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Realizing the economic and circular potential of sharing business models by engaging consumers

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Abstract
Purpose Today's sharing economy covers a variety of business models. This research aims to (1) identify dimensions along which sharing businesses may vary and (2) investigate how these dimensions influence consumer engagement while considering consumers' sustainability orientation. Design/methodology/approach This research relies upon a systematic literature review (n = 67 articles) to identify five sharing business dimensions: (1) ownership transfer, (2) professional involvement, (3) compensation, (4) digitalization and (5) community scope. A discrete choice conjoint experiment in the fashion industry is employed to investigate how these dimensions affect consumer engagement with sharing businesses (n = 383 participants). Findings The results suggest that ownership of tangible resources elicits more engagement than access to tangible resources for both consumers with a low sustainability orientation and consumers with a high sustainability orientation. Community scope also affects consumer engagement as reflected in more engagement towards sharing businesses with a local rather than a global scope. The presence of professional service providers, monetary compensation and a digital platform only induces engagement among consumers with a low sustainability orientation. Originality/value This research generates a better understanding of how sharing businesses can draw on business dimensions to engage consumers with different levels of sustainability orientation and, in turn, how sharing businesses can realize their economic and/or circular potential.
Keywords
Sharing economy, Collaborative consumption, Circular business models, Consumer engagement, Sustainability orientation, Conjoint analysis, COLLABORATIVE CONSUMPTION, CUSTOMER ENGAGEMENT, FASHION CONSUMPTION, PERCEIVED BENEFITS, LOCAL BRANDS, PERSPECTIVE, BEHAVIOR, SUSTAINABILITY, DETERMINANTS, FRAMEWORK

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Citation

Please use this url to cite or link to this publication:

MLA
De Bruyne, Marie-Julie, and Katrien Verleye. “Realizing the Economic and Circular Potential of Sharing Business Models by Engaging Consumers.” JOURNAL OF SERVICE MANAGEMENT, 2022, doi:10.1108/josm-08-2021-0318.
APA
De Bruyne, M.-J., & Verleye, K. (2022). Realizing the economic and circular potential of sharing business models by engaging consumers. JOURNAL OF SERVICE MANAGEMENT. https://doi.org/10.1108/josm-08-2021-0318
Chicago author-date
De Bruyne, Marie-Julie, and Katrien Verleye. 2022. “Realizing the Economic and Circular Potential of Sharing Business Models by Engaging Consumers.” JOURNAL OF SERVICE MANAGEMENT. https://doi.org/10.1108/josm-08-2021-0318.
Chicago author-date (all authors)
De Bruyne, Marie-Julie, and Katrien Verleye. 2022. “Realizing the Economic and Circular Potential of Sharing Business Models by Engaging Consumers.” JOURNAL OF SERVICE MANAGEMENT. doi:10.1108/josm-08-2021-0318.
Vancouver
1.
De Bruyne M-J, Verleye K. Realizing the economic and circular potential of sharing business models by engaging consumers. JOURNAL OF SERVICE MANAGEMENT. 2022;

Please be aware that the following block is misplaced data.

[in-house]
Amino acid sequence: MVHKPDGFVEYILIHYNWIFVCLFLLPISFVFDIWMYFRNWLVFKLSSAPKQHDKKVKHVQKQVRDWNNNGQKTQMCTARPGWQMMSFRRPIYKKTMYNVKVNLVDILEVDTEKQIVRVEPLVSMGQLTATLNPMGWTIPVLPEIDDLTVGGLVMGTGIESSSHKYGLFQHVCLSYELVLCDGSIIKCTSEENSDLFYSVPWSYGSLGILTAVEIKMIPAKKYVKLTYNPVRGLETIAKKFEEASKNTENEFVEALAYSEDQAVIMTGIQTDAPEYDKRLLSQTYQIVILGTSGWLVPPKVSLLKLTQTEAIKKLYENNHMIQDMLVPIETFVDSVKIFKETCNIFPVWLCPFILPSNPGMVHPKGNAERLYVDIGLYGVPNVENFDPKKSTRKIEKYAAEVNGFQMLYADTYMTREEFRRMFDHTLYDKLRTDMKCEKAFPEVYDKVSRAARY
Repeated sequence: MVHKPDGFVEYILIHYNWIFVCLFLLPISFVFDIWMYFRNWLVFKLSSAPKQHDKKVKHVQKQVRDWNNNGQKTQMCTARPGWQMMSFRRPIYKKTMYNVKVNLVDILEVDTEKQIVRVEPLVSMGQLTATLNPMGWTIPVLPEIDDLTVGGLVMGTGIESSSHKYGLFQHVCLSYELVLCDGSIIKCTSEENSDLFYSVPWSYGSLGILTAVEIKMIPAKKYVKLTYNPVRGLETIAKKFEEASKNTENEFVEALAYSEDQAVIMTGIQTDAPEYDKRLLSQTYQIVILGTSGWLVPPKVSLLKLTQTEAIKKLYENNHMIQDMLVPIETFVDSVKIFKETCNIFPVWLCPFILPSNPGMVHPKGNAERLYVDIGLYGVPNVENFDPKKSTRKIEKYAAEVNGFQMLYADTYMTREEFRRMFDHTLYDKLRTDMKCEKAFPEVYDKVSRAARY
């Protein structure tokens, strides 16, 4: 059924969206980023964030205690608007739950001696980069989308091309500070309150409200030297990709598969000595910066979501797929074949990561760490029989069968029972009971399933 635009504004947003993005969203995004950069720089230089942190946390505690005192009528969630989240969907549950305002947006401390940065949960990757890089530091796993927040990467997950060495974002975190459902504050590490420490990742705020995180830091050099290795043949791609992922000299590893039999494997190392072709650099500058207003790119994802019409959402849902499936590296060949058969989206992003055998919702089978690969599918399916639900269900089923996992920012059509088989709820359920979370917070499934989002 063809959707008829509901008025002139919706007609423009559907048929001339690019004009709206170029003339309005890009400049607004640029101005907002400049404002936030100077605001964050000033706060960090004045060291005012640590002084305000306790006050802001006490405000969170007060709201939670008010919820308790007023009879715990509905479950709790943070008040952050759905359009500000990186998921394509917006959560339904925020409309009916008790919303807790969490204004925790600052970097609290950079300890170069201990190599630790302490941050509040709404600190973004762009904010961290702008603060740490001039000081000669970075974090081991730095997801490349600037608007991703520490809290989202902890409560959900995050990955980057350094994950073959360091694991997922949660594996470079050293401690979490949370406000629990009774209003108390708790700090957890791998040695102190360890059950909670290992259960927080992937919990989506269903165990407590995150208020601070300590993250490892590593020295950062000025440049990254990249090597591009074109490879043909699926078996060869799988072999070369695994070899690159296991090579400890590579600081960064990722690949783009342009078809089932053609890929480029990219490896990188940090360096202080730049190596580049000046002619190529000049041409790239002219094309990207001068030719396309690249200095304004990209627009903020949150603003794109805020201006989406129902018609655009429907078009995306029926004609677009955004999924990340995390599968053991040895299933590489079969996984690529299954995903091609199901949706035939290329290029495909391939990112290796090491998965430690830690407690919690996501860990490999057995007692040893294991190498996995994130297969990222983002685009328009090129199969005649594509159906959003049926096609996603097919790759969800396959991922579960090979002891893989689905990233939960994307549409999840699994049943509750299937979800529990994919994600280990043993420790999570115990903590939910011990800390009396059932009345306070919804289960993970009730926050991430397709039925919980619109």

IEEE
[1]
M.-J. De Bruyne and K. Verleye, “Realizing the economic and circular potential of sharing business models by engaging consumers,” JOURNAL OF SERVICE MANAGEMENT, 2022.
@article{8755328,
  abstract     = {{Purpose
Today's sharing economy covers a variety of business models. This research aims to (1) identify dimensions along which sharing businesses may vary and (2) investigate how these dimensions influence consumer engagement while considering consumers' sustainability orientation.

Design/methodology/approach
This research relies upon a systematic literature review (n = 67 articles) to identify five sharing business dimensions: (1) ownership transfer, (2) professional involvement, (3) compensation, (4) digitalization and (5) community scope. A discrete choice conjoint experiment in the fashion industry is employed to investigate how these dimensions affect consumer engagement with sharing businesses (n = 383 participants).

Findings
The results suggest that ownership of tangible resources elicits more engagement than access to tangible resources for both consumers with a low sustainability orientation and consumers with a high sustainability orientation. Community scope also affects consumer engagement as reflected in more engagement towards sharing businesses with a local rather than a global scope. The presence of professional service providers, monetary compensation and a digital platform only induces engagement among consumers with a low sustainability orientation.

Originality/value
This research generates a better understanding of how sharing businesses can draw on business dimensions to engage consumers with different levels of sustainability orientation and, in turn, how sharing businesses can realize their economic and/or circular potential.}},
  author       = {{De Bruyne, Marie-Julie and Verleye, Katrien}},
  issn         = {{1757-5818}},
  journal      = {{JOURNAL OF SERVICE MANAGEMENT}},
  keywords     = {{Sharing economy,Collaborative consumption,Circular business models,Consumer engagement,Sustainability orientation,Conjoint analysis,COLLABORATIVE CONSUMPTION,CUSTOMER ENGAGEMENT,FASHION CONSUMPTION,PERCEIVED BENEFITS,LOCAL BRANDS,PERSPECTIVE,BEHAVIOR,SUSTAINABILITY,DETERMINANTS,FRAMEWORK}},
  language     = {{eng}},
  title        = {{Realizing the economic and circular potential of sharing business models by engaging consumers}},
  url          = {{http://dx.doi.org/10.1108/josm-08-2021-0318}},
  year         = {{2022}},
}

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